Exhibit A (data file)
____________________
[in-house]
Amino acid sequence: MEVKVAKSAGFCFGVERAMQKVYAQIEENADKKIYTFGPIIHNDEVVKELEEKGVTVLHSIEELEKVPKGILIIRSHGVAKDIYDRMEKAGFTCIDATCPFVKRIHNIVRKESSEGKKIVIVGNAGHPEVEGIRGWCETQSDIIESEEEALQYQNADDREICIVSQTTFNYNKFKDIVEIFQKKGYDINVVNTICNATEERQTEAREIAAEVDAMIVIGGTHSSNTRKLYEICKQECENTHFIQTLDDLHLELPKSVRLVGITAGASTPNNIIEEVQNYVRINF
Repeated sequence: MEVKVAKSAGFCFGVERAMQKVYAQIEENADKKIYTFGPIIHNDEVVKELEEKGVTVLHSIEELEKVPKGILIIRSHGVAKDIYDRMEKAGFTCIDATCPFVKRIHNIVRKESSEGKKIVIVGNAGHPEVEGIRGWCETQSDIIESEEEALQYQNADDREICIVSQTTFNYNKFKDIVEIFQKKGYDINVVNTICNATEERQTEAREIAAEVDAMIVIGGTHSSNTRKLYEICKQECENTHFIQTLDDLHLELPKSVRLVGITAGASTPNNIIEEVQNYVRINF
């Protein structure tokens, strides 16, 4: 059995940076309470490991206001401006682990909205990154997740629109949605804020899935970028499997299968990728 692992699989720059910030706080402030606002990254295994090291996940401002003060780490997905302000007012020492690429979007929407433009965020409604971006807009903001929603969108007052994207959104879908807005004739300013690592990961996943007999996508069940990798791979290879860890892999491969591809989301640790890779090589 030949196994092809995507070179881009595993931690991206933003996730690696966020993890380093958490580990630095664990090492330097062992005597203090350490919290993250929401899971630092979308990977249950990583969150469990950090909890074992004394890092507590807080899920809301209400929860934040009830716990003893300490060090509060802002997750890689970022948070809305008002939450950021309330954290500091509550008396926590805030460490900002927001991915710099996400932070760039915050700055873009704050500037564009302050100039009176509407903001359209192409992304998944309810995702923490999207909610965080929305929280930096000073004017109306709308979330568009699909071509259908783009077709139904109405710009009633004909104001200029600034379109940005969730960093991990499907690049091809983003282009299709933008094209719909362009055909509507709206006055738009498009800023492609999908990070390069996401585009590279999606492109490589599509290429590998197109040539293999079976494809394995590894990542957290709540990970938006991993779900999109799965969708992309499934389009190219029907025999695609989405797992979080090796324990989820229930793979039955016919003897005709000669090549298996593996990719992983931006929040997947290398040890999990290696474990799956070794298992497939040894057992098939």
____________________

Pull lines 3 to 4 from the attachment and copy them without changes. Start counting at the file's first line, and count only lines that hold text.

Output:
Repeated sequence: MEVKVAKSAGFCFGVERAMQKVYAQIEENADKKIYTFGPIIHNDEVVKELEEKGVTVLHSIEELEKVPKGILIIRSHGVAKDIYDRMEKAGFTCIDATCPFVKRIHNIVRKESSEGKKIVIVGNAGHPEVEGIRGWCETQSDIIESEEEALQYQNADDREICIVSQTTFNYNKFKDIVEIFQKKGYDINVVNTICNATEERQTEAREIAAEVDAMIVIGGTHSSNTRKLYEICKQECENTHFIQTLDDLHLELPKSVRLVGITAGASTPNNIIEEVQNYVRINF
């Protein structure tokens, strides 16, 4: 059995940076309470490991206001401006682990909205990154997740629109949605804020899935970028499997299968990728 692992699989720059910030706080402030606002990254295994090291996940401002003060780490997905302000007012020492690429979007929407433009965020409604971006807009903001929603969108007052994207959104879908807005004739300013690592990961996943007999996508069940990798791979290879860890892999491969591809989301640790890779090589 030949196994092809995507070179881009595993931690991206933003996730690696966020993890380093958490580990630095664990090492330097062992005597203090350490919290993250929401899971630092979308990977249950990583969150469990950090909890074992004394890092507590807080899920809301209400929860934040009830716990003893300490060090509060802002997750890689970022948070809305008002939450950021309330954290500091509550008396926590805030460490900002927001991915710099996400932070760039915050700055873009704050500037564009302050100039009176509407903001359209192409992304998944309810995702923490999207909610965080929305929280930096000073004017109306709308979330568009699909071509259908783009077709139904109405710009009633004909104001200029600034379109940005969730960093991990499907690049091809983003282009299709933008094209719909362009055909509507709206006055738009498009800023492609999908990070390069996401585009590279999606492109490589599509290429590998197109040539293999079976494809394995590894990542957290709540990970938006991993779900999109799965969708992309499934389009190219029907025999695609989405797992979080090796324990989820229930793979039955016919003897005709000669090549298996593996990719992983931006929040997947290398040890999990290696474990799956070794298992497939040894057992098939």